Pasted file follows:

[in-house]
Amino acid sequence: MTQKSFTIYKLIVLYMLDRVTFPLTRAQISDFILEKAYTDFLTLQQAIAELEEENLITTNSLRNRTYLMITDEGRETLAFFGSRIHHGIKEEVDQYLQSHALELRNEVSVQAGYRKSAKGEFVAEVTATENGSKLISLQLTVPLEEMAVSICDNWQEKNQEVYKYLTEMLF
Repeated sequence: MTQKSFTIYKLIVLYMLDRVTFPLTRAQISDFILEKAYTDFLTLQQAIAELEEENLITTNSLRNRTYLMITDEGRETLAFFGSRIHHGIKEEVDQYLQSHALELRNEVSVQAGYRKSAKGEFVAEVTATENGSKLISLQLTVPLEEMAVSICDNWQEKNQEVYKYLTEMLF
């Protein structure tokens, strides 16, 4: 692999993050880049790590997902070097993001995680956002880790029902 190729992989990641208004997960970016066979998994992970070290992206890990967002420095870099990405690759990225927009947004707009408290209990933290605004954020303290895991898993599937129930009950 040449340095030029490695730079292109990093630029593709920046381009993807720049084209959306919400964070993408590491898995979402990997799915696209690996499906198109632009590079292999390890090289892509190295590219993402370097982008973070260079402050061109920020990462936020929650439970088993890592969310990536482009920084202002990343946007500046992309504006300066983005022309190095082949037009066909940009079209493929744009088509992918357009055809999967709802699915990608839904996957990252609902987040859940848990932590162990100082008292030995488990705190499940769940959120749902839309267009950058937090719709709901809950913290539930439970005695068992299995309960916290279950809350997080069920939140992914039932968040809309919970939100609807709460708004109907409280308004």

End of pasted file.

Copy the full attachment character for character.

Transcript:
[in-house]
Amino acid sequence: MTQKSFTIYKLIVLYMLDRVTFPLTRAQISDFILEKAYTDFLTLQQAIAELEEENLITTNSLRNRTYLMITDEGRETLAFFGSRIHHGIKEEVDQYLQSHALELRNEVSVQAGYRKSAKGEFVAEVTATENGSKLISLQLTVPLEEMAVSICDNWQEKNQEVYKYLTEMLF
Repeated sequence: MTQKSFTIYKLIVLYMLDRVTFPLTRAQISDFILEKAYTDFLTLQQAIAELEEENLITTNSLRNRTYLMITDEGRETLAFFGSRIHHGIKEEVDQYLQSHALELRNEVSVQAGYRKSAKGEFVAEVTATENGSKLISLQLTVPLEEMAVSICDNWQEKNQEVYKYLTEMLF
């Protein structure tokens, strides 16, 4: 692999993050880049790590997902070097993001995680956002880790029902 190729992989990641208004997960970016066979998994992970070290992206890990967002420095870099990405690759990225927009947004707009408290209990933290605004954020303290895991898993599937129930009950 040449340095030029490695730079292109990093630029593709920046381009993807720049084209959306919400964070993408590491898995979402990997799915696209690996499906198109632009590079292999390890090289892509190295590219993402370097982008973070260079402050061109920020990462936020929650439970088993890592969310990536482009920084202002990343946007500046992309504006300066983005022309190095082949037009066909940009079209493929744009088509992918357009055809999967709802699915990608839904996957990252609902987040859940848990932590162990100082008292030995488990705190499940769940959120749902839309267009950058937090719709709901809950913290539930439970005695068992299995309960916290279950809350997080069920939140992914039932968040809309919970939100609807709460708004109907409280308004």